Despite my annoyance last week I decided I would give the second read a whirl as I already owned a copy and see what it was all about, in part to be fair to the show that aired again last night plus I would see how my hours reading it were rewarded. I also thought that in the possible instance that it wasn’t really discussed very much last night then people could pop a long here and have a good old natter about it. So onto the book…
Blacklands is a rather dark tale of two halves, one part of it is the tale of an unhappy and dysfunctional family, and the other is the dark tale of the mind of a serial killer. The thing, or person, that links the two is a twelve year old boy called Steven Lamb. Steven is one of those boys who isn’t very popular at school in fact even his teachers try not to notice him and even try to avoid him and his ‘smell of mildew’, so much so they ignore his being bullied. His home life is also not the best, living on the breadline, Steven with his Mum, Nan and little brother Davey.
It’s not the happiest of households either, his mum has a favourite son which isn’t Steven and his Nan has been bitter and angry ever since the disappearance of Steven’s Uncle Billy. The disappearance seems to linger over the household mainly because its never fully been solved and cannot rest. Aged eleven Billy vanished between the newsagent and his house believed to be the victim of serial killer Arnold Avery. Steven decides and in some way becomes slightly obsessed that finding Billy’s body will make everything better and if he does it his family will love him more. After fruitless digging on Exmoor he decides that he will write to his Uncle’s killer, what he doesn’t realise is that this provides Arnold Avery with the perfect game.
Steven is a brilliant character and I really enjoyed reading him and following his journey. Occasionally I thought he spoke and acted a lot older than twelve, having said that with his home life the way it was and all the bullying I could understand why he might have aged quicker. I thought the premise was an interesting and yet incredibly disturbing one. I found getting into the mind of Avery and his paedophilic ways made for difficult reading, I am of a mind though reading shouldn’t always be comfortable just like it shouldn’t always be happy. That’s another conversation though.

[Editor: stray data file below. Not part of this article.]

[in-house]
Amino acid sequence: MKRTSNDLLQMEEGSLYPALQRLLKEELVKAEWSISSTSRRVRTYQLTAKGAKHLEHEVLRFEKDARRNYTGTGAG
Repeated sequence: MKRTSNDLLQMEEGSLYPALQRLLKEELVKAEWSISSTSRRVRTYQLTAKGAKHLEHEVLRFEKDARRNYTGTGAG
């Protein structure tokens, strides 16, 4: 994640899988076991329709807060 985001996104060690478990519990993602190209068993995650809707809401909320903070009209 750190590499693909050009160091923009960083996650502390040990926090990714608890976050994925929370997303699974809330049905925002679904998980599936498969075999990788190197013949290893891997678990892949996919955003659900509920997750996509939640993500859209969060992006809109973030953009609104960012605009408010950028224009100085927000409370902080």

If I was judging a book by its cover I would possibly, and I don’t mean to sound a snob, not have picked Blacklands up as it looked like a bit of a bad crime throwaway summer read and it’s not at all. I can’t say I enjoyed the book because I don’t think you can enjoy a book with a serial killing paedophile, I was enthralled though, gripped too and turned the pages till suddenly it was finished and a few hours had whizzed by. It’s not got the best prose that I have ever seen yet it does get into the minds of an unfortunate twelve year old as well as the darkest recesses of a serial killers mind. I would recommend people give this a go.
I have to add that I had no idea that I would be taking part in the Not The TV Book Group (which now has its own page) before when I started reading Blacklands, not that it really makes any difference as I still watched The TV Book Club last night. I don’t think the book was talked about enough again and it should be the star of the show truth be told, and the whole thing with the pencils was pointless, it didn’t relate to books, but it was a bit better, maybe the improvements will start next week what do you think? Have you read Blacklands?